Anyone who’s ever visited Great Britain will have either tried Fish and Chips or at least walked past a Fish and Chip Shop. Ask any British person if they’ve ever been to a ‘chippy’ as it is affectionately known, and their answer will sure enough be a resounding ‘YES’!
Fish and Chip shops came about as a result of the popularity of fishing trawls, and new railways which allowed for fresh fish to be transported further inland. The first Fish and Chip shop opened up in London in 1860, and it was a means to feed the working class with cheap, readily available fish. The fish and chips would be cooked in a big cauldron full of beef dripping, fired by hot coals.
It proved to be a main staple through out the country, so much so, that during the Second World War, Fish and Chips was exempt from food rationing!
These days, you will find fish and chip shops all over Great Britain, although many have now diversified and also sell pies, kebabs, burgers etc. The price of fish has soared, resulting in a decline of people buying this popular dish, and there have also been reports of some chippy’s selling a cheaper type of fish, when they are saying it is cod.
The success of this dish all rests on the batter. Every chippy has it’s own ‘secret’ recipe, so what I have done is tried to work out what makes a good, tasty, light and crispy batter, and this is what I’ve come up with.
Here I will show you how to reproduce a little bit of Britain.
Fish and Chips would normally be served with salt and vinegar which you would put on yourself in the chippy before they wrapped it up into a parcel using newspaper. The smell of the vinegar on the newspaper will evoke many memories to an expatriate if ever you were to mention it to them!
Cod, haddock, pollock, whiting,catfish. Any ‘meaty’ thick filleted white fish is good. For this recipe I have used frozen cod as fresh fish is extremely expensive!
1 cup flour, seasoned with salt and pepper
Vegetable Oil for deep frying. (calculate amount according to the size of your pan)
Allow approximately 150 g (5 oz) fish per person.Try and get fish fillets about 2 cm or more in thickness
100g or 1 cup All Purpose Flour
1 1/2 Teaspoons baking powder
7 Tablespoons Milk
1/2 Tablespoon Olive oil
1 Tablespoon water
Pinch of salt
6 Tablespoons of fizzy lager or beer. (A light beer works best). You can use fizzy water instead of beer.
Calculate roughly 2 medium sized potatoes per person, peeled and cut into finger thickness (about 2 cm thick) chips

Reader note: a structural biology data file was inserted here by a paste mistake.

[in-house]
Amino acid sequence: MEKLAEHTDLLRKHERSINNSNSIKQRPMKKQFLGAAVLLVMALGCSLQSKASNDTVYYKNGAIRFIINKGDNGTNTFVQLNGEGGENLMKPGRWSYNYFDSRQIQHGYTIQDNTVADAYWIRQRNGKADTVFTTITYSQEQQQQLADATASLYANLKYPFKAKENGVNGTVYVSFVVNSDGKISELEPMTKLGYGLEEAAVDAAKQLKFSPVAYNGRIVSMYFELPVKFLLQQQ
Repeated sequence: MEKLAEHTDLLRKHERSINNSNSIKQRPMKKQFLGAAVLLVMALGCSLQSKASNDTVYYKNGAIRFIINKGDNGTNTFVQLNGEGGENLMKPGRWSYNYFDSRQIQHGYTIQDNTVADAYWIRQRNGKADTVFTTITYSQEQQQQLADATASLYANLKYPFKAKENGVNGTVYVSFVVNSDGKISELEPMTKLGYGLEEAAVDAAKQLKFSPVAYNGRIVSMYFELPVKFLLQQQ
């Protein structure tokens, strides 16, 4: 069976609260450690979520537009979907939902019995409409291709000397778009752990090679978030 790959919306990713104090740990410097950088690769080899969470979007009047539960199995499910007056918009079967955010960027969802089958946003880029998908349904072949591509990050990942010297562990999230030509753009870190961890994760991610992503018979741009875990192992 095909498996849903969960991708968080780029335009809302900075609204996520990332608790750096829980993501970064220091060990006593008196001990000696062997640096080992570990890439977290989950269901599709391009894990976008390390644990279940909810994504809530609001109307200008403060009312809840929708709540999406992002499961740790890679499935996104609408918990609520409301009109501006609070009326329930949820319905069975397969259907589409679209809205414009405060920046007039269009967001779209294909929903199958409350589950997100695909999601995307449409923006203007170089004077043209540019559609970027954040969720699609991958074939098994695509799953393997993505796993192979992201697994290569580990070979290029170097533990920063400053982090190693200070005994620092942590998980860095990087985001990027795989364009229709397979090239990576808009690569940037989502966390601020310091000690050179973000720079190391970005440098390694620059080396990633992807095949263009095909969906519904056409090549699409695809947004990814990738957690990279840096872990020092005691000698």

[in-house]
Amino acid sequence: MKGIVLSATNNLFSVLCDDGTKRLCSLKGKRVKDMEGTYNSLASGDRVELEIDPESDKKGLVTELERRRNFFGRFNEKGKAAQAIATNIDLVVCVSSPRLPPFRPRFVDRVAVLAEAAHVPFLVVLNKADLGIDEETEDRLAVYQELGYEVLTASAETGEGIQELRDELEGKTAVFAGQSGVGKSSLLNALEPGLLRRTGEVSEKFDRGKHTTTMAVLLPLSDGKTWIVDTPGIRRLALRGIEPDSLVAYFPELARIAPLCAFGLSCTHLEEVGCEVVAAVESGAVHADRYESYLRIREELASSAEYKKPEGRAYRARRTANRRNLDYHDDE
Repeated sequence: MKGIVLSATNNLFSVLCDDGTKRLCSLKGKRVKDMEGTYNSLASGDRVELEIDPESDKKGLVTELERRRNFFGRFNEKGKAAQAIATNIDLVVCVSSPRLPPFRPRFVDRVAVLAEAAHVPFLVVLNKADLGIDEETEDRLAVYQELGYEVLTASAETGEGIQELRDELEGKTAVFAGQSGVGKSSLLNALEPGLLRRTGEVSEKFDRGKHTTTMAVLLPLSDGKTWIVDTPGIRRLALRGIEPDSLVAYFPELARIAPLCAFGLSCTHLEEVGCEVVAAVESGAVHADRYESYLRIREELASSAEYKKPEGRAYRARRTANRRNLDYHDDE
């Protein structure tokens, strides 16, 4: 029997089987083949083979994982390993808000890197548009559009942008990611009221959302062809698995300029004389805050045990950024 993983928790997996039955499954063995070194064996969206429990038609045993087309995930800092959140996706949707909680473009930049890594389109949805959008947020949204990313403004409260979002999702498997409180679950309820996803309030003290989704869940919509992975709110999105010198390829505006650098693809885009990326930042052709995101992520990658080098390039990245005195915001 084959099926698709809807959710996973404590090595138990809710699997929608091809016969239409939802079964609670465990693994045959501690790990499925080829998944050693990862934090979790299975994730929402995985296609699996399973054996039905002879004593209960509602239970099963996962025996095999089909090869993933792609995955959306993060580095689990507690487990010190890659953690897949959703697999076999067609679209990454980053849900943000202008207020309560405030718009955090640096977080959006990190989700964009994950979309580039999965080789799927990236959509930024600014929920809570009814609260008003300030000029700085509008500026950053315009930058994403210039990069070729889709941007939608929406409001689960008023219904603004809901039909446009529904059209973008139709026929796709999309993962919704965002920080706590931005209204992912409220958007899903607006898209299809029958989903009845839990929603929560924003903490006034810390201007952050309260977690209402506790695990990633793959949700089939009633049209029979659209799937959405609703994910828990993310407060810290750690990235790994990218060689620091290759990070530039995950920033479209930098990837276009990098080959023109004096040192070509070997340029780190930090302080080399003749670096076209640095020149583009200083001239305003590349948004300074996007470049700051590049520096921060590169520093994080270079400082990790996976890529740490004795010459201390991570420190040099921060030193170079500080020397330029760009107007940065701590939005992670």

King Edwards, Desiree,Maris Piper all good potatoes for chips
Salt and Malt Brown Vinegar for serving.
Stuff You will need
A saucepan large enough to fill 1/3 deep with oil, or a deep fryer.
Newspaper and grease proof paper cut into halves. Allow double layer of newspaper per portion.
1. If you are using frozen fish, defrost it. Turn oven on to 150C, 300F, Gas 2
2. Heat up the oil in your fryer / pan until it reaches 180C / 350F.
3. Check over your fish for any bones. If you have a thick part and thin part of the fish, cut the thin part off as we will cook this separately to avoid over cooking. (see shapes of fish in photo). Pat dry with kitchen paper.
4. Mix your flour and salt and pepper well in a shallow dish and cover the fish with the flour and shaking off any loose flour.
5. Make up the batter. Add all the ingredients EXCEPT the beer / fizzy water, and give it a light whisk. Don’t worry if there are lumps in the batter. This is good!
6. Peel and cut the potatoes into chip shapes, then rinse and pat dry with a clean tea towel.
The potatoes need to be as dry as possible before frying to get them crispy.
If you would like to make home made oven fries instead, here is a great Lovefoodies recipe…..Just click here
7. Carefully place the chips into the fryer / pan, and allow to cook gently for approximately 8 minutes. They should turn soft and still have a pale colour. You can check if the chips are cooked by using a sharp knife and feeling if it’s soft inside.
Take them out of the pan and place on your baking tray for now. We will refry them after the fish to give them a super crisp.
TIP: If you don’t have a thermometer, drop a bit of batter or end of a chip in and
and see if it sizzles to the surface.
8. Add the fizzy beer or fizzy water to your batter and gently mix it. It should have the consistency of a pouring cream or yoghurt. If it is too thick, add a little of your fizzy liquid.
9. Increase your oil heat to 180C / 350F ready for the fish. Place a few sheets of kitchen paper in your baking tray. We will use this to place the fish once it’s cooked.
10. We will cook 1 or 2 pieces of fish at a time, depends on the size of your pan / fryer. Taking the end of a piece of fish, place it in the batter and coat it well. Take it out of the batter and leave the excess to drip off, say for about 5 seconds. Then gently place it in the hot oil, and cook for 7 – 8 minutes until it becomes crispy and golden brown just like in the photos below. If the batter starts going brown too quickly, turn the temperature down a little.
11. Place on the kitchen paper then keep warm in the oven, whilst you cook the other pieces of fish the same way and add to the oven.
12. When you’ve finished cooking the fish, scoop out any bits of batter floating in the pan / fryer. In Britain, these bits are known as ‘scraps’ and you can often get them for free from the chippy to eat with chips. Not very healthy though!
13. Return the chips back to the fryer and cook for 3 minutes until they are brown and crispy. When done, drain off the excess oil (I use kitchen paper), and arrange, together with the fish on your newspaper & grease proof paper like in the photos below.
Serve whilst still hot and crispy. Sprinkle some salt and shake some vinegar on your fish and chips and eat out of the paper with your fingers and ENJOY!
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